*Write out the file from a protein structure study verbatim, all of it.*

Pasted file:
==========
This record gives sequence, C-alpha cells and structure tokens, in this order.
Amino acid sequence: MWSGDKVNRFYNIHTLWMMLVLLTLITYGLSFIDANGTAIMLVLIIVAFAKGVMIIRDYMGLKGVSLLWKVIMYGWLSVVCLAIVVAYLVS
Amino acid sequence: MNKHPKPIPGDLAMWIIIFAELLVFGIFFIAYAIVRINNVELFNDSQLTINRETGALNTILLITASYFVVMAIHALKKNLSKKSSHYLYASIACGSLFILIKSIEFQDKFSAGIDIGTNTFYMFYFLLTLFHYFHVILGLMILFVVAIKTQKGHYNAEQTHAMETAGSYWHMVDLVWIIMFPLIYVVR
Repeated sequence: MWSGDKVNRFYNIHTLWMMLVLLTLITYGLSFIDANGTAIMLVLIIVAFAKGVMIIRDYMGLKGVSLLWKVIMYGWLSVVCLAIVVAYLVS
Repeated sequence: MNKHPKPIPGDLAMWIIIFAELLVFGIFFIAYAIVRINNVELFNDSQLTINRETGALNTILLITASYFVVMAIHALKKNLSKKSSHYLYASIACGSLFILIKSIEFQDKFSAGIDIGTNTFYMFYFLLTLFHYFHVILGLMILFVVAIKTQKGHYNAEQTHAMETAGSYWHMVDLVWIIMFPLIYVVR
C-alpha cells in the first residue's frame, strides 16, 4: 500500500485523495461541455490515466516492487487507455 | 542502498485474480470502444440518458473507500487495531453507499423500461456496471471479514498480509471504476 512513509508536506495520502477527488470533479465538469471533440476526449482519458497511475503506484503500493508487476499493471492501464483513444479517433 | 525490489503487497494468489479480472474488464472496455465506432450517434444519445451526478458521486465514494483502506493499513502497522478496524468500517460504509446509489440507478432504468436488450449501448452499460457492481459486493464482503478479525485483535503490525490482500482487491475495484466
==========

This record gives sequence, C-alpha cells and structure tokens, in this order.
Amino acid sequence: MWSGDKVNRFYNIHTLWMMLVLLTLITYGLSFIDANGTAIMLVLIIVAFAKGVMIIRDYMGLKGVSLLWKVIMYGWLSVVCLAIVVAYLVS
Amino acid sequence: MNKHPKPIPGDLAMWIIIFAELLVFGIFFIAYAIVRINNVELFNDSQLTINRETGALNTILLITASYFVVMAIHALKKNLSKKSSHYLYASIACGSLFILIKSIEFQDKFSAGIDIGTNTFYMFYFLLTLFHYFHVILGLMILFVVAIKTQKGHYNAEQTHAMETAGSYWHMVDLVWIIMFPLIYVVR
Repeated sequence: MWSGDKVNRFYNIHTLWMMLVLLTLITYGLSFIDANGTAIMLVLIIVAFAKGVMIIRDYMGLKGVSLLWKVIMYGWLSVVCLAIVVAYLVS
Repeated sequence: MNKHPKPIPGDLAMWIIIFAELLVFGIFFIAYAIVRINNVELFNDSQLTINRETGALNTILLITASYFVVMAIHALKKNLSKKSSHYLYASIACGSLFILIKSIEFQDKFSAGIDIGTNTFYMFYFLLTLFHYFHVILGLMILFVVAIKTQKGHYNAEQTHAMETAGSYWHMVDLVWIIMFPLIYVVR
C-alpha cells in the first residue's frame, strides 16, 4: 500500500485523495461541455490515466516492487487507455 | 542502498485474480470502444440518458473507500487495531453507499423500461456496471471479514498480509471504476 512513509508536506495520502477527488470533479465538469471533440476526449482519458497511475503506484503500493508487476499493471492501464483513444479517433 | 525490489503487497494468489479480472474488464472496455465506432450517434444519445451526478458521486465514494483502506493499513502497522478496524468500517460504509446509489440507478432504468436488450449501448452499460457492481459486493464482503478479525485483535503490525490482500482487491475495484466